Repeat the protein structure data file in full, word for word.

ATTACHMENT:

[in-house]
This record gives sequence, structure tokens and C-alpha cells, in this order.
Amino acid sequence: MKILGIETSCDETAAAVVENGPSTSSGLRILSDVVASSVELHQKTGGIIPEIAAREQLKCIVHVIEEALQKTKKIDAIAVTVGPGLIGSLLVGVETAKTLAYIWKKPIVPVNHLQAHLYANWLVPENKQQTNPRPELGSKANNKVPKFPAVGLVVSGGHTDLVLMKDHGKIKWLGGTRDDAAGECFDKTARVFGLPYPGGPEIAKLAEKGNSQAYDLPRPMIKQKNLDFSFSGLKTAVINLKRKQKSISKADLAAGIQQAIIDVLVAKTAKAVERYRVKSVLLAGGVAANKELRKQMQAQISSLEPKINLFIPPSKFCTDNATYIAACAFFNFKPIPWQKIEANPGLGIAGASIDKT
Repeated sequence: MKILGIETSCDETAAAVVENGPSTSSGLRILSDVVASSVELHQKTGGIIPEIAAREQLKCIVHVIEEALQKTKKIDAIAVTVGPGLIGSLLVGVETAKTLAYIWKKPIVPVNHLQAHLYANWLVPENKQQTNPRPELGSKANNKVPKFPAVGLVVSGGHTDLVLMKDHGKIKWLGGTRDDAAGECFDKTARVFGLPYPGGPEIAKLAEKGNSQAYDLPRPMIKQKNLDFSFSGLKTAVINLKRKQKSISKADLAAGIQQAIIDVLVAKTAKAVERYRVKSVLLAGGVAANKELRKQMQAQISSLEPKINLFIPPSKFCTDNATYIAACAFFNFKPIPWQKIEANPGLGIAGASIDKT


[in-house]
This record gives sequence, structure tokens and C-alpha cells, in this order.
Amino acid sequence: MKILGIETSCDETAAAVVENGPSTSSGLRILSDVVASSVELHQKTGGIIPEIAAREQLKCIVHVIEEALQKTKKIDAIAVTVGPGLIGSLLVGVETAKTLAYIWKKPIVPVNHLQAHLYANWLVPENKQQTNPRPELGSKANNKVPKFPAVGLVVSGGHTDLVLMKDHGKIKWLGGTRDDAAGECFDKTARVFGLPYPGGPEIAKLAEKGNSQAYDLPRPMIKQKNLDFSFSGLKTAVINLKRKQKSISKADLAAGIQQAIIDVLVAKTAKAVERYRVKSVLLAGGVAANKELRKQMQAQISSLEPKINLFIPPSKFCTDNATYIAACAFFNFKPIPWQKIEANPGLGIAGASIDKT
Repeated sequence: MKILGIETSCDETAAAVVENGPSTSSGLRILSDVVASSVELHQKTGGIIPEIAAREQLKCIVHVIEEALQKTKKIDAIAVTVGPGLIGSLLVGVETAKTLAYIWKKPIVPVNHLQAHLYANWLVPENKQQTNPRPELGSKANNKVPKFPAVGLVVSGGHTDLVLMKDHGKIKWLGGTRDDAAGECFDKTARVFGLPYPGGPEIAKLAEKGNSQAYDLPRPMIKQKNLDFSFSGLKTAVINLKRKQKSISKADLAAGIQQAIIDVLVAKTAKAVERYRVKSVLLAGGVAANKELRKQMQAQISSLEPKINLFIPPSKFCTDNATYIAACAFFNFKPIPWQKIEANPGLGIAGASIDKT